A recent survey conducted by the Centers for Disease Control and Prevention found that a whopping 62 percent of American women of childbearing age are using some form of birth control. Of the available methods, oral contraceptives are the most popular, used by around 10.6 million women. However, as popular as this method is, it is also one of the less effective forms of birth control out there.
With perfect use, oral contraceptives are 99.9 percent effective. That is, if 100 women take their pills regularly at the same time every day, month by month, 1 woman (or none at all) would become pregnant. But the reality is not perfect, and birth control that rely on the user for maintenance is simply not as effective. Instead of the nearly perfect success rate, the effectiveness of oral contraceptives in the real world setting is around 85 percent. Not bad, but not nearly perfect either.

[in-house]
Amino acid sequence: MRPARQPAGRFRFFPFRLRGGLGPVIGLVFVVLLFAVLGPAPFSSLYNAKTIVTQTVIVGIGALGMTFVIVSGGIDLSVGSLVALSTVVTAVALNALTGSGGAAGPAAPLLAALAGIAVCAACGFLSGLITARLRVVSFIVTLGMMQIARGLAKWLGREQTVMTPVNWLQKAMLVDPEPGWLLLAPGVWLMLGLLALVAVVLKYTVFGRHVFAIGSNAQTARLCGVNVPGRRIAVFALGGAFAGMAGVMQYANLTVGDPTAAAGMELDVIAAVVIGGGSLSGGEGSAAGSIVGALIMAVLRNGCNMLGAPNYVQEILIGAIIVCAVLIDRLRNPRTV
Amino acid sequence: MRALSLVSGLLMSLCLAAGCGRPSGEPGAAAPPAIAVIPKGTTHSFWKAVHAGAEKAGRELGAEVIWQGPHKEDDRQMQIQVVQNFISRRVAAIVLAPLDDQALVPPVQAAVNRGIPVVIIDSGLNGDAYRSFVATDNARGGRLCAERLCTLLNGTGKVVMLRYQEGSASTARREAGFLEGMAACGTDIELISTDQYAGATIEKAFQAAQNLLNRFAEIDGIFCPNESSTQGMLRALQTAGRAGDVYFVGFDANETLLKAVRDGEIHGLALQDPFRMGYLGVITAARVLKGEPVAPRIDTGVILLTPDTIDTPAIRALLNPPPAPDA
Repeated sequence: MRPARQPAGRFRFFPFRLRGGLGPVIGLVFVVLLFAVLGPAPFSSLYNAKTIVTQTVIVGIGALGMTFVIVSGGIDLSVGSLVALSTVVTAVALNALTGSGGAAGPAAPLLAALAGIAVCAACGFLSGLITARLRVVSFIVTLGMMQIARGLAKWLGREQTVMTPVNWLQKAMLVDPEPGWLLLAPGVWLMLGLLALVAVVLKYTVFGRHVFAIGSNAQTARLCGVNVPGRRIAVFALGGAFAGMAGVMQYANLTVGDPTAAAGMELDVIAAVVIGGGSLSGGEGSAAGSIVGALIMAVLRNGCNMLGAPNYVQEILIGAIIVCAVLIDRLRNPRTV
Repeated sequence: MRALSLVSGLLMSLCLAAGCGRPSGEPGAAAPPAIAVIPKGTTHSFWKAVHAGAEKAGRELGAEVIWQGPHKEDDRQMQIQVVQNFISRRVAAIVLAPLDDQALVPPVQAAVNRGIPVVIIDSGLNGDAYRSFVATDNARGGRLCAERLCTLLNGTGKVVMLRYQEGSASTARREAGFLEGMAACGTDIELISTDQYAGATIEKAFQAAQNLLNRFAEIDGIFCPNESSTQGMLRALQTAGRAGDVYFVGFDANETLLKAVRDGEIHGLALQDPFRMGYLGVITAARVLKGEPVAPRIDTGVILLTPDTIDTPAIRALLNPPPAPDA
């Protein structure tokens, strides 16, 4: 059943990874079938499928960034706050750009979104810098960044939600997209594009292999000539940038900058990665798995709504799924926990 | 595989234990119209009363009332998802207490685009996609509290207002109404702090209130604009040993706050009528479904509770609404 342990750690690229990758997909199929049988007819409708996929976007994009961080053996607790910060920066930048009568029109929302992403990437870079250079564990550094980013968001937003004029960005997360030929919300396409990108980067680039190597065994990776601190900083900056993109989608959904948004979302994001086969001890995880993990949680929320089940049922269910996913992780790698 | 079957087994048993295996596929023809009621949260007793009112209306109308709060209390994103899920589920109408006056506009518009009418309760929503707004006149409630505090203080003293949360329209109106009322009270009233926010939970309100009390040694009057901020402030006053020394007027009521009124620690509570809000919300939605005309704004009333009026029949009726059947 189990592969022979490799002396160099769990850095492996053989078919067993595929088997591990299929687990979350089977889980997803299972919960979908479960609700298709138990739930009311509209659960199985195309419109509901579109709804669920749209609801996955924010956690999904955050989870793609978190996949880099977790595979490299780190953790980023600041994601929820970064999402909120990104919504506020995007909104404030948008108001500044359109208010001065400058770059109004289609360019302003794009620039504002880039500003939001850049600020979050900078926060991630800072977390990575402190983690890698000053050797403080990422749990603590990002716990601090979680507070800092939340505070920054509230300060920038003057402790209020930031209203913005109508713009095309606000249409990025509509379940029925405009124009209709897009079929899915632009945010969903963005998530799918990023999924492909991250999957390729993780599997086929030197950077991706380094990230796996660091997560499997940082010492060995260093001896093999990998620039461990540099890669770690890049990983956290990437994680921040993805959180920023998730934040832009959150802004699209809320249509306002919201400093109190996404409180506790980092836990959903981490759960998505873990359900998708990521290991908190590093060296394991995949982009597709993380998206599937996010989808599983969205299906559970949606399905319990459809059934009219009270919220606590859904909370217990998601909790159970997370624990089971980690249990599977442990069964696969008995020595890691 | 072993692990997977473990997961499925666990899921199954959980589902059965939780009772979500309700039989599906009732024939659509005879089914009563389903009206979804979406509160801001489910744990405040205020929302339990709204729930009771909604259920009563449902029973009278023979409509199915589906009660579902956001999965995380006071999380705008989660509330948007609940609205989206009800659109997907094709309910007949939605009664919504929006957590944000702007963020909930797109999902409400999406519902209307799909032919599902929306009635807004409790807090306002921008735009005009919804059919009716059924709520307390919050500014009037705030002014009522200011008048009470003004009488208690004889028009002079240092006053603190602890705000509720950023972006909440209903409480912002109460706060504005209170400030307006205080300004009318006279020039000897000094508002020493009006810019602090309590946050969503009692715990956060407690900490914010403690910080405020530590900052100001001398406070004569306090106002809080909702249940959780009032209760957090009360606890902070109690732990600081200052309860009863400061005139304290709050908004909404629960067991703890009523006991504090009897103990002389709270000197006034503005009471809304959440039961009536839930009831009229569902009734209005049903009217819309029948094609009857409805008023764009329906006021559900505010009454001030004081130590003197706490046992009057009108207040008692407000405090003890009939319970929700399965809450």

As Dr. Taraneh Shirazian, a gynecologist and assistant professor of OBGYN at NYU Langone explains, the most effective birth control is the one that does not rely on the user. This means intrauterine devices that are implanted by doctors, and which last for years without any maintenance. But ultimately, no single contraceptive method will be perfect for every woman. And perhaps the only way to guarantee 100 percent success is abstinence.